“It was actually watching ‘Grey’s Anatomy’ with my mom and my sister,” Braman said. “There was a trauma surgeon on there and I didn’t know what a trauma surgeon was. … I asked my mom what is a trauma surgeon … and she told me that a trauma surgeon is kind of like the rocket scientist of the medical field. Whether or not that’s absolutely true, I don’t know, but that intrigued me, initially. I am quite interested in physiology and anatomy. … I think that the human body is just a miraculous thing.” 

Braman said one of his favorite parts of his tenure at the College so far was spending a semester in Washington, D.C. while interning for congressman and fellow Seattle native Rep. Adam Smith.  

“One of the big things I took away from that is that on the opposite side of surgery or emergency medicine was that policy is a another really good way to make a difference in someone’s life,” Braman said. “But it is intangible, it’s obscure. You have the opportunity to affect thousands … federal level, but the policymakers are fairly removed from those individuals and from seeing on a day-to-day basis how that plays out. … I’ve recognized that policy is another very powerful way, in fact, potentially more powerful because you can affect more people, but it’s just less tangible and it’s less certain, the good that you are doing for other people.” 

Despite the differences between his two majors, Braman said he views his interest in both disciplines as stemming from his desire to make a positive impact on people’s lives.  

 “I think chemistry and international relations are quite disparate,” Braman said. “In fact, that’s something that I’ve enjoyed about them because if I have a class in economics or government at one point in the day and I have a class in chemistry or biology or something else in the latter part of the day, I can think in different ways. In what they would lead to for me, both can end up contributing to making a difference to someone’s life. Both definitely require a systems approach. The systems are less finite, they’re less predictable, far less predictable on the international relations side, but we still develop theories to explain how the world works.”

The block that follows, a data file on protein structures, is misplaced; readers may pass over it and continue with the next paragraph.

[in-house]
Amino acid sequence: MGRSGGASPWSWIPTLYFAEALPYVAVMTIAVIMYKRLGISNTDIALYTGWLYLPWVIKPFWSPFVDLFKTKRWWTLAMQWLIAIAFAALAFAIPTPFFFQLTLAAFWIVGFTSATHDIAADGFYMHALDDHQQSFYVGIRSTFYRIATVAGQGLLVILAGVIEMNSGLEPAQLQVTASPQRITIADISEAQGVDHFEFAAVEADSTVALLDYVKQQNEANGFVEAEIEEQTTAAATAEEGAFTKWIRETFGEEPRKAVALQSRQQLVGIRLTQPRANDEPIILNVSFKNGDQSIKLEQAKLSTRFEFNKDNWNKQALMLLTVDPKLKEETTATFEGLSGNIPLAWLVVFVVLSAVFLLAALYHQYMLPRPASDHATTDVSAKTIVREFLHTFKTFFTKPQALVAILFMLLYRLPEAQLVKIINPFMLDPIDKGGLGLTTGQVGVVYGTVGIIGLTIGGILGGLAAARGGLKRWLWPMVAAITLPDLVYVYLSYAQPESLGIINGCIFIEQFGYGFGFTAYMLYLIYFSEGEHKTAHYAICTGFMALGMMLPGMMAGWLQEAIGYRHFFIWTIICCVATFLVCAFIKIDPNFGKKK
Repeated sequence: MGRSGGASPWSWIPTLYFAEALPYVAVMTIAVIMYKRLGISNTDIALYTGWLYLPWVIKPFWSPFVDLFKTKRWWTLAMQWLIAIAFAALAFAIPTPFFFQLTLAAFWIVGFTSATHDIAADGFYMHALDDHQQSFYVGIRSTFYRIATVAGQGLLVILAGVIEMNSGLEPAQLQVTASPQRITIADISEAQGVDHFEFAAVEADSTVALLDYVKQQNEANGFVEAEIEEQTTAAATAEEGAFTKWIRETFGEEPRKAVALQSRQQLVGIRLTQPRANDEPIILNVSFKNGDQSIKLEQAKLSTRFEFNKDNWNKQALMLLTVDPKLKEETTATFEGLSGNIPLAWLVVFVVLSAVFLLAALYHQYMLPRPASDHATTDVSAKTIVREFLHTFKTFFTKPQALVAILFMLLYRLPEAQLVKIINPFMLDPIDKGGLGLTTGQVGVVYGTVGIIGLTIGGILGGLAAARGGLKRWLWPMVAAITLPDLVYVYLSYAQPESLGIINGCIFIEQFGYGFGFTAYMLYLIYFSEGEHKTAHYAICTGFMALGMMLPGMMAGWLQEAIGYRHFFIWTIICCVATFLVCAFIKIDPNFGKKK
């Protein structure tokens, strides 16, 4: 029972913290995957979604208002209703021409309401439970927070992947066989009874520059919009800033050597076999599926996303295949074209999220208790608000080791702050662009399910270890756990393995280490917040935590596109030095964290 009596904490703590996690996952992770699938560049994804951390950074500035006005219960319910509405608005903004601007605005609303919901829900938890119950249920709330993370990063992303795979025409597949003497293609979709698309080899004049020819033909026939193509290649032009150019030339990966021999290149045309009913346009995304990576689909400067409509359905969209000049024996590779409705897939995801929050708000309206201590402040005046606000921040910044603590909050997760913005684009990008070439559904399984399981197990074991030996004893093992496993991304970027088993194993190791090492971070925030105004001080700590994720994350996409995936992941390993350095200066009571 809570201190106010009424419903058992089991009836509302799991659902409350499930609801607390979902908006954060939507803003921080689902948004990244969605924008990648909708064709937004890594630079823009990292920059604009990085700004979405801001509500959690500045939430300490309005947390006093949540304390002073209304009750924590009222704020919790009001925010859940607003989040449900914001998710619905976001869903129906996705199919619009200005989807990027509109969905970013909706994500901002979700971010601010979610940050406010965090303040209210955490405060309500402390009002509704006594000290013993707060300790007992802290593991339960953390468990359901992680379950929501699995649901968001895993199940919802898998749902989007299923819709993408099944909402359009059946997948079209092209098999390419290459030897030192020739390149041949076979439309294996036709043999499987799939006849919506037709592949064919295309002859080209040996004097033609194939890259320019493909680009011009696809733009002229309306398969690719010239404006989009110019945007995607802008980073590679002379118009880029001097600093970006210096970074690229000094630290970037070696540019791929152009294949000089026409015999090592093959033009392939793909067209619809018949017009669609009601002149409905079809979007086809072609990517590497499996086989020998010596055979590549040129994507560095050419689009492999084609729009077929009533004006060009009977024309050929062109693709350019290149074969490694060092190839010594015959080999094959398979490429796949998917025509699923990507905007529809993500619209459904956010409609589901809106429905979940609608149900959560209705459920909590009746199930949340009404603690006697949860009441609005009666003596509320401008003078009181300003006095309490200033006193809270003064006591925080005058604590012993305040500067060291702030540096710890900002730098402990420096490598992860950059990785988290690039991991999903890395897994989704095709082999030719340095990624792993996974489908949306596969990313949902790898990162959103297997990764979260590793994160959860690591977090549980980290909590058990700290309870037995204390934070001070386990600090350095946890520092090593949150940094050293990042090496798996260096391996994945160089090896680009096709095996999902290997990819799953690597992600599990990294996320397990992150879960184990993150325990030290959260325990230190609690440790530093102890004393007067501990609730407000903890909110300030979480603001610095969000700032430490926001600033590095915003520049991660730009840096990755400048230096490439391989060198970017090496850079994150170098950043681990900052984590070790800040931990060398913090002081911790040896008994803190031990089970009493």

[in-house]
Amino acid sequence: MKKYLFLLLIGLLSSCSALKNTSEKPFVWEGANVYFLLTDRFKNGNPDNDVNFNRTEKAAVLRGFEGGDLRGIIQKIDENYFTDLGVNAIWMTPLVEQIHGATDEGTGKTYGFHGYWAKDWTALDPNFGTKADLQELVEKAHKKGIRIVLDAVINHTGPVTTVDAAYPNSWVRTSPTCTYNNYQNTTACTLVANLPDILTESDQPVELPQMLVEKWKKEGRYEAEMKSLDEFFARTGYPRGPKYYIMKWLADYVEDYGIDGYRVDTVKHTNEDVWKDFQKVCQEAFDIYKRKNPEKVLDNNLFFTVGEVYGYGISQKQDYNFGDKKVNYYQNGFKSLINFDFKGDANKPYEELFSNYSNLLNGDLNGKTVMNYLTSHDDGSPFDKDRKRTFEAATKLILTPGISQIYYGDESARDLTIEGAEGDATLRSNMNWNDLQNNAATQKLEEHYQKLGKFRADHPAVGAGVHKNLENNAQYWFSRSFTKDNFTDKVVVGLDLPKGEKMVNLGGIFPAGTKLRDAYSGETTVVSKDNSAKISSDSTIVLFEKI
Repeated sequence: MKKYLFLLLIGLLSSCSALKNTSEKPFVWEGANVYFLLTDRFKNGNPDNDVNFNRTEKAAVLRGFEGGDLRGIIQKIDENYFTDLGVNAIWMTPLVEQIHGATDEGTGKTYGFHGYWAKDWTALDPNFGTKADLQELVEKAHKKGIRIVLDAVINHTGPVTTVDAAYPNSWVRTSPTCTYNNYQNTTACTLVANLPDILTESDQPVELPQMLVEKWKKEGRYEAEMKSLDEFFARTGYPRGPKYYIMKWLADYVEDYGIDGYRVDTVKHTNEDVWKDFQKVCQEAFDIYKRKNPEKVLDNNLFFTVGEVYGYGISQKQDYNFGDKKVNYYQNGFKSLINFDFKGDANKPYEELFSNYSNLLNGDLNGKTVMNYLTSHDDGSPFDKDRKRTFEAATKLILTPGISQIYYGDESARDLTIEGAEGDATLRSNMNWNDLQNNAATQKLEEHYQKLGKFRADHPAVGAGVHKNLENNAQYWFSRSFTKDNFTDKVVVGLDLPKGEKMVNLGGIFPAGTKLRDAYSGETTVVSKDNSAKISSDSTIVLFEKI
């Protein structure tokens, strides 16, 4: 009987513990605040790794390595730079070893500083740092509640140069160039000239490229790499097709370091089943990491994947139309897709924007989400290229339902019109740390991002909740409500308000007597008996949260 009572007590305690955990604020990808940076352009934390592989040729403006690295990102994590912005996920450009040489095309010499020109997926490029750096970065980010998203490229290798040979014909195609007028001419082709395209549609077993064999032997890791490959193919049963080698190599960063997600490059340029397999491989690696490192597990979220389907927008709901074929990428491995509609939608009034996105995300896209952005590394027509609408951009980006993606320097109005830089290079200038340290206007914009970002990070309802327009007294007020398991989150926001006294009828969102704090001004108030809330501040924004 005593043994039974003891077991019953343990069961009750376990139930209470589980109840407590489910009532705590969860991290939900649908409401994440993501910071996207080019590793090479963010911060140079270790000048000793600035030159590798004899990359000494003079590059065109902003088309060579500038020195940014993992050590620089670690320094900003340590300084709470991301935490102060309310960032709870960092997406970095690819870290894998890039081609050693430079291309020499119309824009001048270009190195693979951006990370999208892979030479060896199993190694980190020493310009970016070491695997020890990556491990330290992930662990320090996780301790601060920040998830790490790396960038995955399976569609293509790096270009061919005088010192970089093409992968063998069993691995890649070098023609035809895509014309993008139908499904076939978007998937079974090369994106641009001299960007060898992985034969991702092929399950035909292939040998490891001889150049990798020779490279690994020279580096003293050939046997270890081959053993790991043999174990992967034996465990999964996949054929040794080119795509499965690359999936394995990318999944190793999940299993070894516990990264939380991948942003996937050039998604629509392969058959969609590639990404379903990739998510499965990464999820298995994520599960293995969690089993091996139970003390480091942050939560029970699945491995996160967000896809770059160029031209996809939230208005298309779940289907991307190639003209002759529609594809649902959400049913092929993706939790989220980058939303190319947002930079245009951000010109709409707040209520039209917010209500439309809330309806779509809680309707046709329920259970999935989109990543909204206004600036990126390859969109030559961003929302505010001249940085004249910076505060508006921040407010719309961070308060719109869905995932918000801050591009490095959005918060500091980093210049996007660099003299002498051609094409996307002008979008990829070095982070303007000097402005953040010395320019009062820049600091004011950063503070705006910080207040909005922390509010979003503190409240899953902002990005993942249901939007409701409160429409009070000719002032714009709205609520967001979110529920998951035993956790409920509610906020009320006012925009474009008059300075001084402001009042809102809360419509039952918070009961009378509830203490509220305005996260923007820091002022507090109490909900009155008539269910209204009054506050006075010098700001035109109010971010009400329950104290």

Braman said that the relationships he has built at the College will be one of the most memorable experiences he will take with him once he graduates. 

“It’s been … really just building relationships and having the chance to learn from and be inspired by my peers here,” Braman said. “The day-to-day interactions or the day-to-day conversations over the dinner table or over breakfast, coffee, whatever it is, especially developing these ideas of how best we live our lives, how best do we comport ourselves and seek to make life better, for ourselves and for others.”

 “It’s been … really just building relationships and having the chance to learn from and be inspired by my peers here,” Braman said. “The day-to-day interactions or the day-to-day conversations over the dinner table or over breakfast, coffee, whatever it is, especially developing these ideas of how best we live our lives, how best do we comport ourselves and seek to make life better, for ourselves and for others.” 

When asked to condense the message of his speech to several sentences, Braman said that everyone faces choices in their everyday lives, and the outcome of our largest hopes and dreams depends on our responses to these small choices and opportunities. 

“In everything we do, every opportunity that we have, we have a choice,” Braman said. “We can either choose what we want for ourselves, or we can choose something that hopefully will contribute to something greater than ourselves, and that plays out in so many little opportunities throughout the day, throughout the week, and they matter, because it’s those little things that build up to the big things that we always think about, that we always recognize. … It’s through the diligent struggle that we have, choosing the right thing, or exercising to the fullest the little opportunities that we have.”